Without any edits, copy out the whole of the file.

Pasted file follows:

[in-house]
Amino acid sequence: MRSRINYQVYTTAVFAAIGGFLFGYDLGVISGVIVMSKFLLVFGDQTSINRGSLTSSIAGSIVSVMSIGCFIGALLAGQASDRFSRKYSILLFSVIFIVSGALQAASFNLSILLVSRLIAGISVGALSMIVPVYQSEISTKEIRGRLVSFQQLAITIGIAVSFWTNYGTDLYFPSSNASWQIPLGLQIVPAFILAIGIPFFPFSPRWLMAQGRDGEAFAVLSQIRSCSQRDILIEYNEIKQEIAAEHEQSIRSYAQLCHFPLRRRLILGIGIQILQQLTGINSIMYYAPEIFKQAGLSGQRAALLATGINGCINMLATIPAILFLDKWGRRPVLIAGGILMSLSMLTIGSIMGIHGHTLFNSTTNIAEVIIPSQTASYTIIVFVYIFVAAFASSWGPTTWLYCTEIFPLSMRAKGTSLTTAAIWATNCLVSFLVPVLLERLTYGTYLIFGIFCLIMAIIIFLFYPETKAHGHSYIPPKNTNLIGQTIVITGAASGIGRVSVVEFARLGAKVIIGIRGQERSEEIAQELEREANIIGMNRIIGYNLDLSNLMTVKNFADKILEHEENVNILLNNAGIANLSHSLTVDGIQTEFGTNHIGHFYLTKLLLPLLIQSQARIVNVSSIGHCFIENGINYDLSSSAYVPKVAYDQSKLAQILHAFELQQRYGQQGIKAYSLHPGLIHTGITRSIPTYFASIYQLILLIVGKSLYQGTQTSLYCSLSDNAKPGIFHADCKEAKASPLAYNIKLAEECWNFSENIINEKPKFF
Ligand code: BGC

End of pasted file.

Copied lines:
[in-house]
Amino acid sequence: MRSRINYQVYTTAVFAAIGGFLFGYDLGVISGVIVMSKFLLVFGDQTSINRGSLTSSIAGSIVSVMSIGCFIGALLAGQASDRFSRKYSILLFSVIFIVSGALQAASFNLSILLVSRLIAGISVGALSMIVPVYQSEISTKEIRGRLVSFQQLAITIGIAVSFWTNYGTDLYFPSSNASWQIPLGLQIVPAFILAIGIPFFPFSPRWLMAQGRDGEAFAVLSQIRSCSQRDILIEYNEIKQEIAAEHEQSIRSYAQLCHFPLRRRLILGIGIQILQQLTGINSIMYYAPEIFKQAGLSGQRAALLATGINGCINMLATIPAILFLDKWGRRPVLIAGGILMSLSMLTIGSIMGIHGHTLFNSTTNIAEVIIPSQTASYTIIVFVYIFVAAFASSWGPTTWLYCTEIFPLSMRAKGTSLTTAAIWATNCLVSFLVPVLLERLTYGTYLIFGIFCLIMAIIIFLFYPETKAHGHSYIPPKNTNLIGQTIVITGAASGIGRVSVVEFARLGAKVIIGIRGQERSEEIAQELEREANIIGMNRIIGYNLDLSNLMTVKNFADKILEHEENVNILLNNAGIANLSHSLTVDGIQTEFGTNHIGHFYLTKLLLPLLIQSQARIVNVSSIGHCFIENGINYDLSSSAYVPKVAYDQSKLAQILHAFELQQRYGQQGIKAYSLHPGLIHTGITRSIPTYFASIYQLILLIVGKSLYQGTQTSLYCSLSDNAKPGIFHADCKEAKASPLAYNIKLAEECWNFSENIINEKPKFF
Ligand code: BGC